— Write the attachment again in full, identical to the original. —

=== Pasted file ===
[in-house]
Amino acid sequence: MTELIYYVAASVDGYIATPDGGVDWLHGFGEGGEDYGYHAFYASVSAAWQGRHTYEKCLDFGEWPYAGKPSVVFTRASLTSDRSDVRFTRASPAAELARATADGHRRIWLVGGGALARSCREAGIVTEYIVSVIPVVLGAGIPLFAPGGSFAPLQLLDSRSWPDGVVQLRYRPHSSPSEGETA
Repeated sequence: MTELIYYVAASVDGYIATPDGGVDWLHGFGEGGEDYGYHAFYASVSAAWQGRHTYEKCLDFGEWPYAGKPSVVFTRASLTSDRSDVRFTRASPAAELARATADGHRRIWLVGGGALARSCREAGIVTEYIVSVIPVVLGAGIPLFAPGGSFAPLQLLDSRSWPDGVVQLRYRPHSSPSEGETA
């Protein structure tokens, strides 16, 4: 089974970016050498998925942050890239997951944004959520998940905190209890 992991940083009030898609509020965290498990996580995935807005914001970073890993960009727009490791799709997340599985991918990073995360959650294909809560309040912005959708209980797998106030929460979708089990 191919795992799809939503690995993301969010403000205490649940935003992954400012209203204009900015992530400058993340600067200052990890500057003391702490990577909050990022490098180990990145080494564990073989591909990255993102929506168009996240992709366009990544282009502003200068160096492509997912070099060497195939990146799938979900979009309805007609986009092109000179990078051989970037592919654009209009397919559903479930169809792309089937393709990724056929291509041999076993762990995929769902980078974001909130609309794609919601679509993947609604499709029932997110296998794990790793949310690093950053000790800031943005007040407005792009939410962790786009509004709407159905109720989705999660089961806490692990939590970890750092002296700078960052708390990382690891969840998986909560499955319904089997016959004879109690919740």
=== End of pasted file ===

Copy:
[in-house]
Amino acid sequence: MTELIYYVAASVDGYIATPDGGVDWLHGFGEGGEDYGYHAFYASVSAAWQGRHTYEKCLDFGEWPYAGKPSVVFTRASLTSDRSDVRFTRASPAAELARATADGHRRIWLVGGGALARSCREAGIVTEYIVSVIPVVLGAGIPLFAPGGSFAPLQLLDSRSWPDGVVQLRYRPHSSPSEGETA
Repeated sequence: MTELIYYVAASVDGYIATPDGGVDWLHGFGEGGEDYGYHAFYASVSAAWQGRHTYEKCLDFGEWPYAGKPSVVFTRASLTSDRSDVRFTRASPAAELARATADGHRRIWLVGGGALARSCREAGIVTEYIVSVIPVVLGAGIPLFAPGGSFAPLQLLDSRSWPDGVVQLRYRPHSSPSEGETA
């Protein structure tokens, strides 16, 4: 089974970016050498998925942050890239997951944004959520998940905190209890 992991940083009030898609509020965290498990996580995935807005914001970073890993960009727009490791799709997340599985991918990073995360959650294909809560309040912005959708209980797998106030929460979708089990 191919795992799809939503690995993301969010403000205490649940935003992954400012209203204009900015992530400058993340600067200052990890500057003391702490990577909050990022490098180990990145080494564990073989591909990255993102929506168009996240992709366009990544282009502003200068160096492509997912070099060497195939990146799938979900979009309805007609986009092109000179990078051989970037592919654009209009397919559903479930169809792309089937393709990724056929291509041999076993762990995929769902980078974001909130609309794609919601679509993947609604499709029932997110296998794990790793949310690093950053000790800031943005007040407005792009939410962790786009509004709407159905109720989705999660089961806490692990939590970890750092002296700078960052708390990382690891969840998986909560499955319904089997016959004879109690919740």